It’s hard to believe that anyone would want to stay in a prison-turned-hotel while on vacation.
But apparently Comrie Development Trust (CDT) — owners of Cultybraggan, the former high security Nazi prisoner of war camp in Perthshire, Scotland — is banking on that.
According to the DailyMail, CDT has plans to transform Cultybraggan into tourist accommodations.
The 64-acre camp was built in 1939 and used to house 4,000 German and Italian prisoners.
There’s even speculation that Adolf Hitler’s deputy, Rudolf Hess, was held there.
Historic Scotland is offering a conditional grant of up to 275,500 pounds (roughly $US400,600) for the restoration of the camp’s huts. The total cost of the project is estimated to cost about $US900,000.
Once the camp is transformed, guests will be able to sleep in bunkbeds used by former PoWs, but will have to provide their own food. While CDT has not released specific details on what exactly the accommodations will look like, it seems like the rooms will be communal and therefore comparable to rooms found at a hostel.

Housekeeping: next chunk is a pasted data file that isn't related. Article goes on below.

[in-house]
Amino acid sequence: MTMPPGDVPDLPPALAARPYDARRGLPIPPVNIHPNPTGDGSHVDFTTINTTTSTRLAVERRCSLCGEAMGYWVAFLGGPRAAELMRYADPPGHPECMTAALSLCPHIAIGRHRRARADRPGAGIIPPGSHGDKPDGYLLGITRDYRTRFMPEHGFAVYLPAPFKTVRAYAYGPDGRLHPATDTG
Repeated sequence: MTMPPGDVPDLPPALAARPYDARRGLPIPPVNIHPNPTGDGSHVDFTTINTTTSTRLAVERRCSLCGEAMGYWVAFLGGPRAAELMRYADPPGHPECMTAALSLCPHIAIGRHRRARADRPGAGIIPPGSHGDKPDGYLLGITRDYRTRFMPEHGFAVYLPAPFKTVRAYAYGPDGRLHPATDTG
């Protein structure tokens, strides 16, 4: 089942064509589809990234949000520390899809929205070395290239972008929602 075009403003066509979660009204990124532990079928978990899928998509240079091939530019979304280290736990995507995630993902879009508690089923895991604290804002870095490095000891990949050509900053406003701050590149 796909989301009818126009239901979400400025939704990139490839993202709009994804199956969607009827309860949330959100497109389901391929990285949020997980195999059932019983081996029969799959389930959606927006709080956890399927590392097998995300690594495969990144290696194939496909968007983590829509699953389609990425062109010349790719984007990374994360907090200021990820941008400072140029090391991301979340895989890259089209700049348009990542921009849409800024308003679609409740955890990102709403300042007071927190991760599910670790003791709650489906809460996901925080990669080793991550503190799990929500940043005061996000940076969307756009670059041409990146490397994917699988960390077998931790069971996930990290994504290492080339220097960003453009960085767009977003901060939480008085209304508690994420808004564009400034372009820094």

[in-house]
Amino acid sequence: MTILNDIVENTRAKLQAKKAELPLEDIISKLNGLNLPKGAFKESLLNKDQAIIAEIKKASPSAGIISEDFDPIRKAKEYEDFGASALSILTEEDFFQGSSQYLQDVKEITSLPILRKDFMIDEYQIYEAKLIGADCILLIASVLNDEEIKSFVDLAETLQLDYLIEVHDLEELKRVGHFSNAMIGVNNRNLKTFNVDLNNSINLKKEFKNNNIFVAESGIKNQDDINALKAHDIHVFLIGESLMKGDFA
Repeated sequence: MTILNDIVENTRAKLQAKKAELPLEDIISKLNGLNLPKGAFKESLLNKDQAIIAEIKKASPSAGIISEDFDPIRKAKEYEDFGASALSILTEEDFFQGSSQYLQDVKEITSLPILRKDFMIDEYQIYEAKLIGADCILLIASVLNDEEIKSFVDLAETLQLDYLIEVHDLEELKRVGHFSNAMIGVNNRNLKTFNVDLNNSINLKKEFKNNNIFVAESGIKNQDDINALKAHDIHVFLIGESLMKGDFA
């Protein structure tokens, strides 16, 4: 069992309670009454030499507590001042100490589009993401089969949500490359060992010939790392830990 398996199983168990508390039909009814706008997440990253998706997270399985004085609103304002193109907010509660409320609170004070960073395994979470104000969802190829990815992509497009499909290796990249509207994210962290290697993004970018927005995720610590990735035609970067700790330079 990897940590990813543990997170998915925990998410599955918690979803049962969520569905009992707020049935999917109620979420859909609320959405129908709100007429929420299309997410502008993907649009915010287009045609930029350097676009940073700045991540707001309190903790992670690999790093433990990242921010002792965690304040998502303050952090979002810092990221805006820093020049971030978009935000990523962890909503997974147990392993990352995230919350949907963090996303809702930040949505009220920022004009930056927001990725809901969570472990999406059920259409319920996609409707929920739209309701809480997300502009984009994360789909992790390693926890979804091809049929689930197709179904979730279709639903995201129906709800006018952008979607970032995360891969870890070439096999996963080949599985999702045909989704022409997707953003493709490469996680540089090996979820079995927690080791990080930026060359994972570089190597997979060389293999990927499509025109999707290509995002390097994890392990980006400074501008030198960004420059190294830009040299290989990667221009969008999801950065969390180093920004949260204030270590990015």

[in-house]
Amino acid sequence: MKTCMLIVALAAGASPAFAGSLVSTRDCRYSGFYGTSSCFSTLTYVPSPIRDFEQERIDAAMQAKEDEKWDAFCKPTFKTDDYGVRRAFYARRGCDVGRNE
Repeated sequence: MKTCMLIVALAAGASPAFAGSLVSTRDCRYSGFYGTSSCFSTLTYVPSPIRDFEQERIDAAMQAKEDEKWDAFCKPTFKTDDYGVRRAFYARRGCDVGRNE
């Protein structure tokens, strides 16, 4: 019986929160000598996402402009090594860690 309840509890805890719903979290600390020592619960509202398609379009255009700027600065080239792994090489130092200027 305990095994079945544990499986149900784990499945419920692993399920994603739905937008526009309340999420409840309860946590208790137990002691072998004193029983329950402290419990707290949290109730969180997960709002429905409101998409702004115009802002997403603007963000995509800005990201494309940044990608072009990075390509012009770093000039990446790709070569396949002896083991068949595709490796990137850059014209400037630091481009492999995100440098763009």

“Heritage hutting” or vacationing in unusual — and sometimes unappealing places — is the travel trend that helped inspire Cultybraggan’s restoration.
CDT sees the restoration as an opportunity for growth for both the town and local economy. The project, along with others, is predicted to bring an increase of 15,000 visitors to the town after five years. This growth would create the equivalent of 20 full-time jobs, boosting the local economy by 2 million pounds or roughly $US3 million.
As of right now, nine of the camp’s huts are available to rent for commercial accommodation. CDT describes the huts as “unique units set in the wonderful surroundings of the Camp,” and says they’re used by “an eclectic mix of people and businesses.”
One thing is for sure: It takes a special kind of tourist to stay at a place like this. Take a look at the photos below to see what the camp is like.
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